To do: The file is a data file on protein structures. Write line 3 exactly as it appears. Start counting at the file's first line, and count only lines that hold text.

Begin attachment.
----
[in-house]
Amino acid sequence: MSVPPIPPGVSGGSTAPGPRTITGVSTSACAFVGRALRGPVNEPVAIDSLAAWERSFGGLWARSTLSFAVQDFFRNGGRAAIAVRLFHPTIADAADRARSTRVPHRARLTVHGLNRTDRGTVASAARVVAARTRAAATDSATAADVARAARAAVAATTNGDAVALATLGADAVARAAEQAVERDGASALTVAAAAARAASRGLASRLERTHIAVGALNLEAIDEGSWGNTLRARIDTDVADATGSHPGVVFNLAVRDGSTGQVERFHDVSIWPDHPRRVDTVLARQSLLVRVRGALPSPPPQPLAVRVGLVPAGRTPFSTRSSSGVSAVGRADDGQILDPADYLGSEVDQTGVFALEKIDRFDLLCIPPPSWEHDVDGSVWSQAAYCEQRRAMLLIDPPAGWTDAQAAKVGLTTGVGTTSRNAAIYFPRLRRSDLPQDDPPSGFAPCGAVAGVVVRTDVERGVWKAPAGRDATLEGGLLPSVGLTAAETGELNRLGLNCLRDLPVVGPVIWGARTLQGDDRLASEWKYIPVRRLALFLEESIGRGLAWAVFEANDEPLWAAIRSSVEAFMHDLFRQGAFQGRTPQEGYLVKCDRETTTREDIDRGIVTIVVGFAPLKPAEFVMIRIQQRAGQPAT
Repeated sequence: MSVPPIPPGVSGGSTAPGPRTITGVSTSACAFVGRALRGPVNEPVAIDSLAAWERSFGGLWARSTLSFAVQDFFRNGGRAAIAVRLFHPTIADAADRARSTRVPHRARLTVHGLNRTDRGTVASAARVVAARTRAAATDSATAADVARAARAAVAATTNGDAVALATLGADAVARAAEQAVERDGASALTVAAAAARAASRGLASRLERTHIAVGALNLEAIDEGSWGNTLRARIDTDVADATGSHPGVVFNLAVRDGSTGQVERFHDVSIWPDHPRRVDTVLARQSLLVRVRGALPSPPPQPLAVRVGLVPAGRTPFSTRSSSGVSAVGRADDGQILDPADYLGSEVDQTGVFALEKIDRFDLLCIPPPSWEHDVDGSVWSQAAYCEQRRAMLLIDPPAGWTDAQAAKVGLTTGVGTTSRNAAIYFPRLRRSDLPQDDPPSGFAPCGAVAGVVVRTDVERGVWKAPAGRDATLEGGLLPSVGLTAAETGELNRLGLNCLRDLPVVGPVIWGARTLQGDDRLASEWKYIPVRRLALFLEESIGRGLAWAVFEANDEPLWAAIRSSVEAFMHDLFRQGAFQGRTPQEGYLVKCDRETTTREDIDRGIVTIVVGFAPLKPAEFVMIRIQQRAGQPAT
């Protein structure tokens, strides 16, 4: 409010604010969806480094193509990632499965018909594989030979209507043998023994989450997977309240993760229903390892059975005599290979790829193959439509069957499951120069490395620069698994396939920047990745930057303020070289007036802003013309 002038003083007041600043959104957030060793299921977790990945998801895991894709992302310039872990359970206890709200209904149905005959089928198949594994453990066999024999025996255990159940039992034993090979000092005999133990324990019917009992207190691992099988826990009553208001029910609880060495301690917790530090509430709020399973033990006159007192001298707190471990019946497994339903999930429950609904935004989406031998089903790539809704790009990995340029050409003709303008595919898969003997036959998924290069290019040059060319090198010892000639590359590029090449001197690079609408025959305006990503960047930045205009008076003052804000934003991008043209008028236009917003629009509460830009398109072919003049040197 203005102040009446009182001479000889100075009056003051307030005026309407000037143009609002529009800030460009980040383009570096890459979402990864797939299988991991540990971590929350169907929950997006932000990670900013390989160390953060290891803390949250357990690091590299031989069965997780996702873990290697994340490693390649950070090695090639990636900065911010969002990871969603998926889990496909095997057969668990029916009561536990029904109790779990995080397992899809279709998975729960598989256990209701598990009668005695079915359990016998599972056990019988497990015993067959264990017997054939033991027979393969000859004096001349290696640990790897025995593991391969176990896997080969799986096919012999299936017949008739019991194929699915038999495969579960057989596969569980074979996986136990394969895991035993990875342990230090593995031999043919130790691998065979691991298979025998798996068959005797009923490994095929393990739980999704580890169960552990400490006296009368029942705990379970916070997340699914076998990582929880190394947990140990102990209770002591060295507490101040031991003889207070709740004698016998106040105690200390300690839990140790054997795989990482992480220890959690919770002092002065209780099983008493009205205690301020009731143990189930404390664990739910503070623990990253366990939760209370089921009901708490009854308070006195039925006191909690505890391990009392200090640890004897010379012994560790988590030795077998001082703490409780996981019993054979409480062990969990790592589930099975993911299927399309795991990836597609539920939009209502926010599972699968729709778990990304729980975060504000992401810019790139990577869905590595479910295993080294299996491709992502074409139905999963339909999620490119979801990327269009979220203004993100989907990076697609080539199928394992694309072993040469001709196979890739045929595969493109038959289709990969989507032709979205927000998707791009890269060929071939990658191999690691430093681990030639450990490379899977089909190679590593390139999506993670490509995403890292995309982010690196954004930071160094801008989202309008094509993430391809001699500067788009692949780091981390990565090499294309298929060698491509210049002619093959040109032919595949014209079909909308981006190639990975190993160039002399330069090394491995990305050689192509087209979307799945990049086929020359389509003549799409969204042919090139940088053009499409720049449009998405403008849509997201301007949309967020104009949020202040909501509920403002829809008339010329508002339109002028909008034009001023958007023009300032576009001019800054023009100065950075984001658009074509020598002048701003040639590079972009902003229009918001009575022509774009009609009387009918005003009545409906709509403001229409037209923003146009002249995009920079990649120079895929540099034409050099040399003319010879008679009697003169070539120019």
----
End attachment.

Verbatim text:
Repeated sequence: MSVPPIPPGVSGGSTAPGPRTITGVSTSACAFVGRALRGPVNEPVAIDSLAAWERSFGGLWARSTLSFAVQDFFRNGGRAAIAVRLFHPTIADAADRARSTRVPHRARLTVHGLNRTDRGTVASAARVVAARTRAAATDSATAADVARAARAAVAATTNGDAVALATLGADAVARAAEQAVERDGASALTVAAAAARAASRGLASRLERTHIAVGALNLEAIDEGSWGNTLRARIDTDVADATGSHPGVVFNLAVRDGSTGQVERFHDVSIWPDHPRRVDTVLARQSLLVRVRGALPSPPPQPLAVRVGLVPAGRTPFSTRSSSGVSAVGRADDGQILDPADYLGSEVDQTGVFALEKIDRFDLLCIPPPSWEHDVDGSVWSQAAYCEQRRAMLLIDPPAGWTDAQAAKVGLTTGVGTTSRNAAIYFPRLRRSDLPQDDPPSGFAPCGAVAGVVVRTDVERGVWKAPAGRDATLEGGLLPSVGLTAAETGELNRLGLNCLRDLPVVGPVIWGARTLQGDDRLASEWKYIPVRRLALFLEESIGRGLAWAVFEANDEPLWAAIRSSVEAFMHDLFRQGAFQGRTPQEGYLVKCDRETTTREDIDRGIVTIVVGFAPLKPAEFVMIRIQQRAGQPAT